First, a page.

Coastal hypoxia (defined here as < 1.42 ml L(-1); 62.5 mu M; 2 mg L(-1), approx. 30% oxygen saturation) develops seasonally in many estuaries, fjords, and along open coasts as a result of natural upwelling or from anthropogenic eutrophication induced by riverine nutrient inputs. Permanent hypoxia occurs naturally in some isolated seas and marine basins as well as in open slope oxygen minimum zones. Responses of benthos to hypoxia depend on the duration, predictability, and intensity of oxygen depletion and on whether H(2)S is formed. Under suboxic conditions, large mats of filamentous sulfide oxidizing bacteria cover the seabed and consume sulfide. They are hypothesized to provide a detoxified microhabitat for eukaryotic benthic communities. Calcareous foraminiferans and nematodes are particularly tolerant of low oxygen concentrations and may attain high densities and dominance, often in association with microbial mats. When oxygen is sufficient to support metazoans, small, soft-bodied invertebrates (typically annelids), often with short generation times and elaborate branchial structures, predominate. Large taxa are more sensitive than small taxa to hypoxia. Crustaceans and echinoderms are typically more sensitive to hypoxia, with lower oxygen thresholds, than annelids, sipunculans, molluscs and cnidarians. Mobile fish and shellfish will migrate away from low-oxygen areas. Within a species, early life stages may be more subject to oxygen stress than older life stages. Hypoxia alters both the structure and function of benthic communities, but effects may differ with regional hypoxia history. Human-caused hypoxia is generally linked to eutrophication, and occurs adjacent to watersheds with large populations or agricultural activities. Many occurrences are seasonal, within estuaries, fjords or enclosed seas of the North Atlantic and the NW Pacific Oceans. Benthic faunal responses, elicited at oxygen levels below 2 ml L(-1), typically involve avoidance or mortality of large species and elevated abundances of enrichment opportunists, sometimes prior to population crashes. Areas of low oxygen persist seasonally or continuously beneath upwelling regions, associated with the upper parts of oxygen minimum zones (SE Pacific, W Africa, N Indian Ocean). These have a distribution largely distinct from eutrophic areas and support a resident fauna that is adapted to survive and reproduce at oxygen concentrations < 0.5 ml L(-1). Under both natural and eutrophication-caused hypoxia there is loss of diversity, through attrition of intolerant species and elevated dominance, as well as reductions in body size. These shifts in species composition and diversity yield altered trophic structure, energy flow pathways, and corresponding ecosystem services such as production, organic matter cycling and organic C burial. Increasingly the influences of nature and humans interact to generate or exacerbate hypoxia. A warmer ocean is more stratified, holds less oxygen, and may experience greater advection of oxygen-poor source waters, making new regions subject to hypoxia. Future understanding of benthic responses to hypoxia must be established in the context of global climate change and other human influences such as overfishing, pollution, disease, habitat loss, and species invasions.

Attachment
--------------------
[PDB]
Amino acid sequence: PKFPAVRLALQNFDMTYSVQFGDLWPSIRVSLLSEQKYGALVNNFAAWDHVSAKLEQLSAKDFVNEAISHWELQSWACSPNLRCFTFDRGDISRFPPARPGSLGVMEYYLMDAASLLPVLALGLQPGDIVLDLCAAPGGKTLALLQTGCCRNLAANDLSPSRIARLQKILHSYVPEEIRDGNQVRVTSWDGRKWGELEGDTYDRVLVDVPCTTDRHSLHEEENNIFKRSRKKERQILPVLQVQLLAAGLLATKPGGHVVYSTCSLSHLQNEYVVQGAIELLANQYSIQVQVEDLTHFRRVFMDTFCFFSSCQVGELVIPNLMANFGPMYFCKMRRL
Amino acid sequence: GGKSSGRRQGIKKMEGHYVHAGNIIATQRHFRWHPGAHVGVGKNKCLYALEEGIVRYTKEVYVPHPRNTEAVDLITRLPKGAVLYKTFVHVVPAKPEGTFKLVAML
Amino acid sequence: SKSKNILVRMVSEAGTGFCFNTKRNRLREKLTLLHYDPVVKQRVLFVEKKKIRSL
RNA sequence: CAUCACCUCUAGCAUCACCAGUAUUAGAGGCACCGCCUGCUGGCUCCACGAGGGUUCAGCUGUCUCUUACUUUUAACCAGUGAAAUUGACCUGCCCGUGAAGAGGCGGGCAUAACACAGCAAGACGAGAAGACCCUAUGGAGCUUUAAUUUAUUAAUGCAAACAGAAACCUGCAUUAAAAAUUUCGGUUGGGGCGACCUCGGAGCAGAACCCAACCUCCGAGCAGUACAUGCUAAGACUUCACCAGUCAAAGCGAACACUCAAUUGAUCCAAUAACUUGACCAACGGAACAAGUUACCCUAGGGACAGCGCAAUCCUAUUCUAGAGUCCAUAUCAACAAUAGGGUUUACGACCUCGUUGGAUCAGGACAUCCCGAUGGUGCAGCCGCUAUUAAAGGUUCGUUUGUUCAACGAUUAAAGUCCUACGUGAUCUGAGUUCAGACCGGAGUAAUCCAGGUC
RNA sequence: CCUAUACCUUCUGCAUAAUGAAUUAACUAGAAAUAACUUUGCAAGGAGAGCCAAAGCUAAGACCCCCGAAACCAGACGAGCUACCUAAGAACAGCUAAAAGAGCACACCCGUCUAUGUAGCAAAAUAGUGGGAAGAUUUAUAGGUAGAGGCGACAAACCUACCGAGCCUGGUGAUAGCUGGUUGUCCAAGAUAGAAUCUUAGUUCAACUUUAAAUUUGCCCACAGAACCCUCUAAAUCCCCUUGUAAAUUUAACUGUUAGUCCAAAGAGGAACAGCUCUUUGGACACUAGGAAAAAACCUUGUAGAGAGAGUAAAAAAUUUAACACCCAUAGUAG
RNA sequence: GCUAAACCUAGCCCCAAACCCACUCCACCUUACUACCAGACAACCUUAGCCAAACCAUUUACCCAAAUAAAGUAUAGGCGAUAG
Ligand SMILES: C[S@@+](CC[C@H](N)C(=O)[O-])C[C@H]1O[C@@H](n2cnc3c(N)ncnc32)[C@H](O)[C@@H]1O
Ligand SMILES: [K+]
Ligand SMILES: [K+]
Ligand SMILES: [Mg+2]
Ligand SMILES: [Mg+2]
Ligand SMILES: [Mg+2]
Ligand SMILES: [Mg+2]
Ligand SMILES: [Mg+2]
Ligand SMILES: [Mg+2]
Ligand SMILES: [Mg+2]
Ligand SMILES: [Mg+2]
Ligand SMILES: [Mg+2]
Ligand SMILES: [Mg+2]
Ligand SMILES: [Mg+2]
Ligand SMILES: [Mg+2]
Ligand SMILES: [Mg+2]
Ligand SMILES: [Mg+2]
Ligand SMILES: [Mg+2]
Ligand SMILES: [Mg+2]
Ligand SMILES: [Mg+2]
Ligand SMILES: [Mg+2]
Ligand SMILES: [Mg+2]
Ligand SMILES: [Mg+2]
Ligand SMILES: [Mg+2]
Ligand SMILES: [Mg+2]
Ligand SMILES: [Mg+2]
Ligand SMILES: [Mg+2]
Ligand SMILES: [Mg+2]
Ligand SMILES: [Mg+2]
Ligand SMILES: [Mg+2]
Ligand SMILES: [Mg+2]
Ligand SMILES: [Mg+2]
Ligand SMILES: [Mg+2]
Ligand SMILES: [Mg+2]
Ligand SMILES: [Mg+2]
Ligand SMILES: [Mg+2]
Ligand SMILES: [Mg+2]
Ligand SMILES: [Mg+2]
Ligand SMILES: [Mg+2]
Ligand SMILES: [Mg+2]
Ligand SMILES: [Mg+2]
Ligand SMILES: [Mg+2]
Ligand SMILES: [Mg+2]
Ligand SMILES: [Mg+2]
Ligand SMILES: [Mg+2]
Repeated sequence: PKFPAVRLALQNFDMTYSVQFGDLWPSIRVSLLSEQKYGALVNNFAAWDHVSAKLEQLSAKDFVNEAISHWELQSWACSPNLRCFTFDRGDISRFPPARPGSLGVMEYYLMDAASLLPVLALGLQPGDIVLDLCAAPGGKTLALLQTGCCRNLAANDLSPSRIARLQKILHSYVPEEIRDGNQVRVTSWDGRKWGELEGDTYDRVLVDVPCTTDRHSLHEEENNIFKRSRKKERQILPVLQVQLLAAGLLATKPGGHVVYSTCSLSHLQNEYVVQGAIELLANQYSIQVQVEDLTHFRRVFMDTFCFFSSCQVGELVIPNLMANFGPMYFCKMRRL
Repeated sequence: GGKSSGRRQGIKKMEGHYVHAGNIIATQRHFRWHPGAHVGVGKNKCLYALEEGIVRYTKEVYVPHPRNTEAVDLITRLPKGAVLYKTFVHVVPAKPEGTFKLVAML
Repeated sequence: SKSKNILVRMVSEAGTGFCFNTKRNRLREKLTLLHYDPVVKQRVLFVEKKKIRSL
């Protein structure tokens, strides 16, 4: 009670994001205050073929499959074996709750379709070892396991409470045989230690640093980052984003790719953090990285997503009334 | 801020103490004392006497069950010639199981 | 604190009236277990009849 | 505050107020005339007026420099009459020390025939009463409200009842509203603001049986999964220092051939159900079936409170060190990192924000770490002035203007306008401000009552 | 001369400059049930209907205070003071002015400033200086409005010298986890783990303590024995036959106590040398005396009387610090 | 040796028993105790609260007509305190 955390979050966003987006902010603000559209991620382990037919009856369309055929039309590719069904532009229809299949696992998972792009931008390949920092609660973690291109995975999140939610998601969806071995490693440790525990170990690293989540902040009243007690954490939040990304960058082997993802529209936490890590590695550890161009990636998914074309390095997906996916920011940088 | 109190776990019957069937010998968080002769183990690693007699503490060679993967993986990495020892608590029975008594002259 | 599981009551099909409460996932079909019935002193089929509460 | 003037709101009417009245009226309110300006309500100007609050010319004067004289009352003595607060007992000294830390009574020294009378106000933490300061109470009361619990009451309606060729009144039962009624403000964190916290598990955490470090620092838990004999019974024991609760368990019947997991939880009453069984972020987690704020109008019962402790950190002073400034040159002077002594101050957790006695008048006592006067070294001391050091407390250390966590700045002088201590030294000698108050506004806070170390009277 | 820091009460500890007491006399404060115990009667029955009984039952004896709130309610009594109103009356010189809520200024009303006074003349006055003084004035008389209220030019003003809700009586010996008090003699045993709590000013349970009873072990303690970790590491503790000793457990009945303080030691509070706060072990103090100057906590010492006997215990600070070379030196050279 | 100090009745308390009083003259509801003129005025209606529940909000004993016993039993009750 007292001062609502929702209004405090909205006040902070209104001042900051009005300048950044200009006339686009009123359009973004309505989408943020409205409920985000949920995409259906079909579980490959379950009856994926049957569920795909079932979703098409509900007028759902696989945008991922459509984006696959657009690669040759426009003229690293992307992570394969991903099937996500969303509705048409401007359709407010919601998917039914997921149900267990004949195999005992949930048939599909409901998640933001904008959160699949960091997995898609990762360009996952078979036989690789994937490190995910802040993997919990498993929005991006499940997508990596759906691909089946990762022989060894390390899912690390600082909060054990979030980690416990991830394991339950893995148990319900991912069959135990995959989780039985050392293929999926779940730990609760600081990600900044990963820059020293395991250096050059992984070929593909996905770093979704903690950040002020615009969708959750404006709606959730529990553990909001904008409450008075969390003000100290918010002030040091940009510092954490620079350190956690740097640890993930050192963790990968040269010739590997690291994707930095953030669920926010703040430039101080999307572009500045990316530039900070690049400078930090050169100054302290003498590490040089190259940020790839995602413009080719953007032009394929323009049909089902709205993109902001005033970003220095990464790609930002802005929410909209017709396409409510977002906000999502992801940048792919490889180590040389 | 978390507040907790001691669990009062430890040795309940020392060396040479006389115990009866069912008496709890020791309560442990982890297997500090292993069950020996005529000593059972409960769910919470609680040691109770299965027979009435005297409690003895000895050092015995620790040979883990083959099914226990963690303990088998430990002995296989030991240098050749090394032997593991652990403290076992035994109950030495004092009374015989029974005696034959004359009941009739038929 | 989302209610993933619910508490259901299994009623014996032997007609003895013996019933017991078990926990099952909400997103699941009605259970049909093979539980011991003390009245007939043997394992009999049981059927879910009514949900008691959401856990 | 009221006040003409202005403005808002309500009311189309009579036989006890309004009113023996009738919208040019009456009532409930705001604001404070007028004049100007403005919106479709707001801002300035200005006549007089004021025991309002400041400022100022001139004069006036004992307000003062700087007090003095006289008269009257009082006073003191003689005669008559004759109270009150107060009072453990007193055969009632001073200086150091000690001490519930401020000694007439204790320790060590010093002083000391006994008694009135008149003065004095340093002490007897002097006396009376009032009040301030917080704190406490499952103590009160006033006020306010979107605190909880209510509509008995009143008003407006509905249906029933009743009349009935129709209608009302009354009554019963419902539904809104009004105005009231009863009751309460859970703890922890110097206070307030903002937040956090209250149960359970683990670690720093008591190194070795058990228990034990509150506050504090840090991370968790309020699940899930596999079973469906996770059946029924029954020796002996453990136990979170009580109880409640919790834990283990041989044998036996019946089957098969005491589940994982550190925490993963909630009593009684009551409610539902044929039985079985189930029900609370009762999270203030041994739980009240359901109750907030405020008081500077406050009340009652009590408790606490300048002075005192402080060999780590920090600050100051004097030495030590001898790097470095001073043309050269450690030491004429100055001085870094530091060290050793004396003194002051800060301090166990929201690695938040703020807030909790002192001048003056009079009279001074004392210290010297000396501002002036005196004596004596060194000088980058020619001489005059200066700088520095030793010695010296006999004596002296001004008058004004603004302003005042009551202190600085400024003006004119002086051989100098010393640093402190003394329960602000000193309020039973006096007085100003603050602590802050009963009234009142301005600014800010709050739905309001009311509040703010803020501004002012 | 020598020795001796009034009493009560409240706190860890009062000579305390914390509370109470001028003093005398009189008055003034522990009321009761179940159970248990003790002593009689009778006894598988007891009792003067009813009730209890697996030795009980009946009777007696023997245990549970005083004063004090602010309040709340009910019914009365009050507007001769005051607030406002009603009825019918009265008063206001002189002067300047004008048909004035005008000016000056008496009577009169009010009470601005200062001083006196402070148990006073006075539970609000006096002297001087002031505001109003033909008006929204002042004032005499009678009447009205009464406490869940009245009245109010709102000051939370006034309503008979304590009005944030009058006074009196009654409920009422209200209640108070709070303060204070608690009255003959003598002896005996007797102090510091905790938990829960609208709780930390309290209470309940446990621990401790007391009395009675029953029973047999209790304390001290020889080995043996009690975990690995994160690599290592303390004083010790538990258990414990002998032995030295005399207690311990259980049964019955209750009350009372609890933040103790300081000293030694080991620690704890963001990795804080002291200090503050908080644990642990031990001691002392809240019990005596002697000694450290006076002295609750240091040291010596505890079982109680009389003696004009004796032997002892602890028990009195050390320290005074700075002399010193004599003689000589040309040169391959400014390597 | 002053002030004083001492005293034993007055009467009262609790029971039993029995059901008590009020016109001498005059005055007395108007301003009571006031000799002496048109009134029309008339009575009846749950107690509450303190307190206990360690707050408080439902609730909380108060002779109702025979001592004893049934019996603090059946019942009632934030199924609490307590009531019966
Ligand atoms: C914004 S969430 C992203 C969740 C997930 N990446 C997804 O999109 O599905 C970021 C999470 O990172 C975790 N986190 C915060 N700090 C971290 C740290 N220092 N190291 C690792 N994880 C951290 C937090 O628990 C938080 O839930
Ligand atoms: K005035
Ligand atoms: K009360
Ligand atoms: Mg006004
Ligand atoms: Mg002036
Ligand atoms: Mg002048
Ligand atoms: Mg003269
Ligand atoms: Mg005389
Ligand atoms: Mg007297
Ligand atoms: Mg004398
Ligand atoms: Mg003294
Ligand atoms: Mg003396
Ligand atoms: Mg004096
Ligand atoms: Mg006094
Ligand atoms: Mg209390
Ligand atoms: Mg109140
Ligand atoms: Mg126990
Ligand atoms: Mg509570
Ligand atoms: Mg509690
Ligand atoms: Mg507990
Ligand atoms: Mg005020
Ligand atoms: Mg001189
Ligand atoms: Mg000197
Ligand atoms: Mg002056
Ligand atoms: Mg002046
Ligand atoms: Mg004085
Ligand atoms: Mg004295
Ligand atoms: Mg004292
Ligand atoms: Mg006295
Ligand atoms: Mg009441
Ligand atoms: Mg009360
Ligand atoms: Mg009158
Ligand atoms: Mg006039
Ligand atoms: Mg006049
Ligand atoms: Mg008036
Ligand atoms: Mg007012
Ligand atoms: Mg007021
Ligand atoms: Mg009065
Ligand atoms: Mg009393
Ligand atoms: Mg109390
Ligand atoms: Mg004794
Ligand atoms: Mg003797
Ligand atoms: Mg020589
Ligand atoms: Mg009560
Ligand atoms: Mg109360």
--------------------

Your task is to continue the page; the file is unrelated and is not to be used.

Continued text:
Levin, LA, Michener RH.  2002.  Isotopic evidence for chemosynthesis-based nutrition of macrobenthos: The lightness of being at Pacific methane seeps. Limnology and Oceanography. 47:1336-1345. AbstractWebsite

The importance of chemosynthetic nutritional pathways was examined for macrofaunal invertebrates (>300 mum) from methane seeps in the Gulf of Alaska (4,413-4,443 m), on the Oregon margin (590 m), and on the northern California slope [Eel River margin] (520 m) by use of natural abundance stable isotopic data. Seep macrofauna exhibited lighter delta(13)C and delta(15)N values than those in nonseep sediments, but isotopic signatures varied among seep sites. Macrofaunal isotopic signatures indicated chemosynthetically fixed carbon sources with a significant contribution from methane-derived carbon (MDC) in macrofauna from sediments of pogonophoran fields (average delta(13)C, -46.44parts per thousand, 32%-51% MDC) and Calyptogena phaseoliformis beds (average delta(13)C, -40.89parts per thousand, 12%-40% MDC) in the Gulf of Alaska and in microbial mat sediments on the Oregon margin (average delta(13)C, -43.80parts per thousand, 20%-44% MDC). Lesser influence of MDC was noted in macrofauna from sediments of Calyptogena pacifica beds on the Oregon (average delta(13)C, -33.38parts per thousand, 0%-27% MDC) and California (delta(13)C, -25.10parts per thousand, 0%-22% MDC) margins and from California microbial mat sediments (delta(13)C, -22.23%o, 0%-5% MDC). Although most macrofauna appeared to be heterotrophic, light delta(15)N and delta(13)C values together provided evidence for chemoautotrophic symbioses in selected taxa. Carbon isotopic signatures were consistent with consumption of methane-oxidizing archaea by some dorvilleid polychaetes (delta(13)C, -90.62parts per thousand and -73.80parts per thousand) and with grazing on filamentous sulfur bacteria by gastropods and polychaetes from the Oregon and California seeps. The importance of chemosynthetic trophic pathways varies regionally and among microhabitats, taxonomic groups, and feeding guilds.